The Gabonese Ministry of Water and Forests, the Sea, the Environment, in charge of the Climate Plan and the Land Allocation Plan has just organised two awareness-raising activities for the protection of mangroves. One of them focused on the restoration of the Mindoubé Shanghai mangrove in the 5th district of Libreville. The wetland has seen its surface area reduced by 21 hectares due to human activities.
The degradation of the Mindoubé mangrove is of concern to the Gabonese authorities. The area located in the fifth district of the capital Libreville received on August 4th, 2021, a restoration mission led by the Deputy Secretary General of the Gabonese Ministry of Water and Forests. Armed with rakes and boots, the agents of the ministry cleaned up the surroundings of this important carbon sequestration and fauna and flora reproduction environment.
Preceded by a conference-debate on the ecological role of mangroves, the restoration mission carried out in Mindoubé, comes within the framework of the delayed celebration of the International Day of Mangroves, under the national theme “the mangrove: place of carbon sequestration and reproduction of fauna and flora”. The deputy secretary general of the Ministry of Water and Forests reminded the audience that it is always possible to take action to reforest devastated areas. “Because 100,000 hectares of mangroves disappear every year in the world, due to human activity. Our country is also affected, as shown by the Mindoubé sites (…) it is essential to insist on the need to preserve these areas,” explains Obame Nguéma.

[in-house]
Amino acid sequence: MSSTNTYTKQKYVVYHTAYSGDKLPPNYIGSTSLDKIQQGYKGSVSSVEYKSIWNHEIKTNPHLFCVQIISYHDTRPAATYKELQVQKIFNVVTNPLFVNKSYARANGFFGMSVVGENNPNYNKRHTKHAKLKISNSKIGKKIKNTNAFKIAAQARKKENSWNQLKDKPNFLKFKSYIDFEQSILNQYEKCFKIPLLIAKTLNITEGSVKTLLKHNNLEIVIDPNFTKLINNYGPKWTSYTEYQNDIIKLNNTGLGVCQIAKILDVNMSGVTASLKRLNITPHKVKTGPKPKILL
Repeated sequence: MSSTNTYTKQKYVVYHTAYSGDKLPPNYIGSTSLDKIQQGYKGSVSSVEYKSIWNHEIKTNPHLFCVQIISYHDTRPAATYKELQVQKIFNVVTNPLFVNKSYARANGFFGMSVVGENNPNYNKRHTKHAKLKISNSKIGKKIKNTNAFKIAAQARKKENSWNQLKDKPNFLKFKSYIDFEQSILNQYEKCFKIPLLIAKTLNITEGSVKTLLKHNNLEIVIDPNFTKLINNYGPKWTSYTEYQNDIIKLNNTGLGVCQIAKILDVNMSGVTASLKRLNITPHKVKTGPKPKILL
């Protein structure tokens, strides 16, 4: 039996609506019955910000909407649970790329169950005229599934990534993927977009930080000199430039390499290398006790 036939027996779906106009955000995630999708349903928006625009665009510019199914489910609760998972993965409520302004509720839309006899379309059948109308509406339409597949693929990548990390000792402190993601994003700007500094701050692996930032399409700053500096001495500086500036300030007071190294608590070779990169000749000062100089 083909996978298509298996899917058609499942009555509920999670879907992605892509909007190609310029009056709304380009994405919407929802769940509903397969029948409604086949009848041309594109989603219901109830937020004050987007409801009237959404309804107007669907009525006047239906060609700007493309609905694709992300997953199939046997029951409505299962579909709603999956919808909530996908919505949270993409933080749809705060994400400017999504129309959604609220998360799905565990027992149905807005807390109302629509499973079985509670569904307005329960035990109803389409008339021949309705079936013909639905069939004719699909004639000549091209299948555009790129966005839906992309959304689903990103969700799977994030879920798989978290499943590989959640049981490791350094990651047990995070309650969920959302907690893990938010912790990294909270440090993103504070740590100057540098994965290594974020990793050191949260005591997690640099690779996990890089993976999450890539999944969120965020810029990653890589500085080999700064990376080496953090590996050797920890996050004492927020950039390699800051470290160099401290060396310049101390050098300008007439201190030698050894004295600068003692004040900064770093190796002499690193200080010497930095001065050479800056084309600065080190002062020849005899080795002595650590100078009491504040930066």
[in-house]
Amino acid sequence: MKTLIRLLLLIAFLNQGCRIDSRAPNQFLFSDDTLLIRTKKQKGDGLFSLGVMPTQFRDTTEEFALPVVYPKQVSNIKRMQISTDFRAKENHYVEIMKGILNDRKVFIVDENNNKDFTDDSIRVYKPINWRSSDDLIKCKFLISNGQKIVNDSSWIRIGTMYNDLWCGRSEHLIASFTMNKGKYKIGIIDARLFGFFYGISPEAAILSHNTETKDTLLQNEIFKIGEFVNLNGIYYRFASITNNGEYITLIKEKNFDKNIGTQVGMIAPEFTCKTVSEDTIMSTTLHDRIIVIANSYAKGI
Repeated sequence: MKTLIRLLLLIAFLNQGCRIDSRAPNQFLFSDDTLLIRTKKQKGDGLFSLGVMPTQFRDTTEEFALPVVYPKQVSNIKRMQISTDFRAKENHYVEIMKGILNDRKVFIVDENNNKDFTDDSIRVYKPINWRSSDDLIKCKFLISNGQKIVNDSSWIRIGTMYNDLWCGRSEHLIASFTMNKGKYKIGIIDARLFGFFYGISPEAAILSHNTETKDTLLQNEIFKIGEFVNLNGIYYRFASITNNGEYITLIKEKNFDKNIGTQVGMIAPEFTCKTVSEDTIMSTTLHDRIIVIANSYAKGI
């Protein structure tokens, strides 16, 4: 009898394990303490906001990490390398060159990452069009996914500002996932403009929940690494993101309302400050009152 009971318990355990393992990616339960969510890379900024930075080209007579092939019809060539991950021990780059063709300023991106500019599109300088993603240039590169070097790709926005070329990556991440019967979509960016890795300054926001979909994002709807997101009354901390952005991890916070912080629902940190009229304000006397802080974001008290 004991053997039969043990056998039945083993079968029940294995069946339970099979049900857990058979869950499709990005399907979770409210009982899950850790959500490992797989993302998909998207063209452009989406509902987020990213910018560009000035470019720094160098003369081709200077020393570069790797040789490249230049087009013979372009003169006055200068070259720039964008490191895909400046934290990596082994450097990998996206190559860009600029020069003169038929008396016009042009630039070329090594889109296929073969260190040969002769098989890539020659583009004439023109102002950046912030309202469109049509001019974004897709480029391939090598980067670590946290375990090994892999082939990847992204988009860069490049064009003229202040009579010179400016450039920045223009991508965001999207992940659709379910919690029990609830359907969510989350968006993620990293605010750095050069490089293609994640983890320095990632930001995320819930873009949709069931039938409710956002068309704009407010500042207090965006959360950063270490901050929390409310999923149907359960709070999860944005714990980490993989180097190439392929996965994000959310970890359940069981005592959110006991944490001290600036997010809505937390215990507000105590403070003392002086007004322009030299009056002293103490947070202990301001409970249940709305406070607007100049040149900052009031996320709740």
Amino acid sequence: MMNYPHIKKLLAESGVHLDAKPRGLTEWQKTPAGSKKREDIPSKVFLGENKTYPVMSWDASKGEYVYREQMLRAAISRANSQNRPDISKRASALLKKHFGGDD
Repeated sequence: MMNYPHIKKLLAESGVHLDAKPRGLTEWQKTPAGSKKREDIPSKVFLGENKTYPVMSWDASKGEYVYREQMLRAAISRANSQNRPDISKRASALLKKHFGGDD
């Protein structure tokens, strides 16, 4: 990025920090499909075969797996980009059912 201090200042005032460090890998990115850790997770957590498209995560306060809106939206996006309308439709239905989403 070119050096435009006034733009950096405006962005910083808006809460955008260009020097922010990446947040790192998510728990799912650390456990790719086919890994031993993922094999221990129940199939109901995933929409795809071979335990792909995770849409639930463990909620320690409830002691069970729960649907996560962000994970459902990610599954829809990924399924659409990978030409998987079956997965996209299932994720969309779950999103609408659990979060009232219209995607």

Gabon has lost 70 hectares of mangrove in three years
The mangrove of the Gabonese coastline is under considerable pressure from urban expansion, its use by fishermen for domestic needs, the installation of smokehouses and the expansion of landing stages. But it is also a victim of spills of dangerous products, notably effluents, hydrocarbons and used oils.
In April 2021, several non-governmental organisations (NGOs) sounded the alarm on the destruction and degradation of mangroves in Gabon. The latest figures show the disappearance of 69.9 hectares (ha) of mangrove located in three districts of Libreville. These are the first district with 37.23 ha, the fifth district with 21 ha, and the sixth district with 8.67 ha. “What is in danger through the destruction of mangroves in the Idolo area (north of Libreville, editor’s note) is our environment. These mangroves serve as a water watch for these marine storms and in relation to climate change, they play a role of bio filter,” explains Paul Kopedina Itanguino, president of the non-governmental organisation (NGO) Actions citoyenne pour le développement local (ACDL).